REVIEW: ‘The Bubble’ Would Be A Better SNL Skit Than A Movie

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The Bubble

The pandemic has been a bizarre two years, especially regarding the tv and movie industry. There were so many strange stories leaking out from certain productions during the time that it makes you wonder what it must have been like. Well, wonder no more, as The Bubble documents a satirical look at a fictionalized movie franchise attempting to shoot their 6th film during the height of the virus.

Directed by Judd ApatowThe Bubble captures the process of high dollar movie-making during the pandemic in a highly meta nod to the dramatic nature of herding actors amidst all of the safety procedures in place. During the shoot, the cast and crew must bubble together in a premium location in England as they attempt to deal with multiple quarantine events and prolonged isolation,  resulting in an utterly chaotic set. Karen Gillan leads the all-star cast of Pedro Pascal, Keegan-Michael Key, David Duchovny, Peter Serafinowicz, Leslie Mann, Kate McKinnon, Maria Bakalova, and many, many more.

What captured my eye about the film was the comedic potential this whole premise held, and to be frank, the film does in deliver in specific parts some fantastically moments. Sadly, the humor gets lost so quickly during the chaos of literally everything else. Therein lies the problem. A simple summary of The Bubble is that it’s all just too much and lacks editing. Not simply editing the sequences together, but it lacks editing from a cast perspective, and it lacks editing from a plot perspective. This film tries to do too much at once, and you lose the forest for the trees.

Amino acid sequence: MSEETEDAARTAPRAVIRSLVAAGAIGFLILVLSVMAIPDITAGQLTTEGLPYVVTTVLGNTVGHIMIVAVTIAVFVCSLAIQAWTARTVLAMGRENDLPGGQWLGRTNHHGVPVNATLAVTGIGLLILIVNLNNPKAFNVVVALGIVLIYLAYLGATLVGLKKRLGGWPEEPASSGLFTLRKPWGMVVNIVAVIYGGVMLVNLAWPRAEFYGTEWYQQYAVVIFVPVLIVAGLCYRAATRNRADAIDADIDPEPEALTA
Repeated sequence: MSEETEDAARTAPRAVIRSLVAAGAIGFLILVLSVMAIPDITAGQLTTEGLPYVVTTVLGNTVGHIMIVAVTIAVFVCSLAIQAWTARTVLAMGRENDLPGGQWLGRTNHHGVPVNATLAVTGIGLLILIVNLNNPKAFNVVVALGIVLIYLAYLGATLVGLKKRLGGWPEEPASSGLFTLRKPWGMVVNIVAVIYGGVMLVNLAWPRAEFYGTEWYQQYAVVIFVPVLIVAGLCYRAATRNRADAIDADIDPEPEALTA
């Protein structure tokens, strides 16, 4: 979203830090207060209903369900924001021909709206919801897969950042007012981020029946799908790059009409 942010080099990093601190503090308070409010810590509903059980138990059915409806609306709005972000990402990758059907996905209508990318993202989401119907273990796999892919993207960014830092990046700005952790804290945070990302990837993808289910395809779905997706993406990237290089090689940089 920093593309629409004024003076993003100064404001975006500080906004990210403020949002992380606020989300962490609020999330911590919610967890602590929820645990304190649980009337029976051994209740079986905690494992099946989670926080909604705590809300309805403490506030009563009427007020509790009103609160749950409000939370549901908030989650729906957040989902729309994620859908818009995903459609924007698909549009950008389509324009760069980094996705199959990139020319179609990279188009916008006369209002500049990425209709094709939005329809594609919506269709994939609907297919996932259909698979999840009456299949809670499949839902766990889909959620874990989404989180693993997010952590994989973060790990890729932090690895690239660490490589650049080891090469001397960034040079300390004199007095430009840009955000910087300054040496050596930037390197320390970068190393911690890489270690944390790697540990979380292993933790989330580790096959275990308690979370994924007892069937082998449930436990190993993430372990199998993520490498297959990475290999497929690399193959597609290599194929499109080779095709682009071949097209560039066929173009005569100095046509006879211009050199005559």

The primary cast is pretty extensive, with some sizeable names on the list. This makes a film like this challenging to balance because the quality is all over. Take, for example, the brilliant performance of the wonderful and effervescent talents of Pedro Pascal. The man throws himself into this weird role of a troubled actor who’s lost his will to care about the judgment of others and simply lives life according to his wants and whims. I’ve not seen Pascal perform like this before, but the man has some perfect comedic timing and delivery, and I’d love to see him do more of it. While I’d love to sit and wax lyrical about Pascal because the man can do no wrong, even he can not save this film.

There are shaky performances from the likes of Leslie Mann and Iris Apatow. The irony shouldn’t be lost on you that a film that tries to smack you over the head with the problems of Hollywood and actors who’ve lost touch with reality features both Judd Apatow’s wife and daughter.

The overall direction is just bizarre as well. There are three different TikTok performances, a scene where someone gets their hand shot off (no, this is part of the actor’s experience, not as part of the film), and various fluff scenes that are neither funny nor add any substance to the story.

This brings me back to the overarching problem of The Bubble. It’s just too cluttered. The film is supposed to capture the extreme boredom and isolation of filming while on lockdown and the experiences of those actors. Still, Apatow tries to give every actor the necessary screen time to serve their development which results in it being way too long and just unnecessary. Rather than a specific comedic experience with a clear vision, it’s a patchwork of skits over two hours that’s clumsily jammed together.

The Bubble is available now exclusively on Netflix.


The Bubble
  • 6.5/10
    Rating - 6.5/10
6.5/10

TL;DR

This brings me back to the overarching problem of The Bubble. It’s just too cluttered. The film is supposed to capture the extreme boredom and isolation of filming while on lockdown and the experiences of those actors. Still, Apatow tries to give every actor the necessary screen time to serve their development which results in it being way too long and just unnecessary. Rather than a specific comedic experience with a clear vision, it’s a patchwork of skits over two hours that’s clumsily jammed together.